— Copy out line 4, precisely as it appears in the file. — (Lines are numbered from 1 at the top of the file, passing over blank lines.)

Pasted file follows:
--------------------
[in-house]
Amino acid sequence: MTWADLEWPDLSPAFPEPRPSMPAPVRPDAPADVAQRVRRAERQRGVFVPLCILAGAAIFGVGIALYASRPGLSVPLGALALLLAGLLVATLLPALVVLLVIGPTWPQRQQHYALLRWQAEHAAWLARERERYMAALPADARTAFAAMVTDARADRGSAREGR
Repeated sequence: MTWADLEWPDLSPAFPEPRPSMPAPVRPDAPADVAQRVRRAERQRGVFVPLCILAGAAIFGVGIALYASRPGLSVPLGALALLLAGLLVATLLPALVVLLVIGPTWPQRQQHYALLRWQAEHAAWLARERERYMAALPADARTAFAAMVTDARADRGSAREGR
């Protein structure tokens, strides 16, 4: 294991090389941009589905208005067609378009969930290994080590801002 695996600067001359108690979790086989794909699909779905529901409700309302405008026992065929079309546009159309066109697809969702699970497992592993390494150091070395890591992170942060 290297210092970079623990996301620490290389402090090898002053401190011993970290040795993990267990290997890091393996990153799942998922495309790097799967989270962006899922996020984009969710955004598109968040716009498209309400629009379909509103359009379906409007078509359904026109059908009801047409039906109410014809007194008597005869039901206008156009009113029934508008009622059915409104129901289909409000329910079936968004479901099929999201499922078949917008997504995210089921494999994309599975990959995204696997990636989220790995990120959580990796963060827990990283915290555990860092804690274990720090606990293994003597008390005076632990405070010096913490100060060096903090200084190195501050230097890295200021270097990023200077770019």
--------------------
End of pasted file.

């Protein structure tokens, strides 16, 4: 294991090389941009589905208005067609378009969930290994080590801002 695996600067001359108690979790086989794909699909779905529901409700309302405008026992065929079309546009159309066109697809969702699970497992592993390494150091070395890591992170942060 290297210092970079623990996301620490290389402090090898002053401190011993970290040795993990267990290997890091393996990153799942998922495309790097799967989270962006899922996020984009969710955004598109968040716009498209309400629009379909509103359009379906409007078509359904026109059908009801047409039906109410014809007194008597005869039901206008156009009113029934508008009622059915409104129901289909409000329910079936968004479901099929999201499922078949917008997504995210089921494999994309599975990959995204696997990636989220790995990120959580990796963060827990990283915290555990860092804690274990720090606990293994003597008390005076632990405070010096913490100060060096903090200084190195501050230097890295200021270097990023200077770019």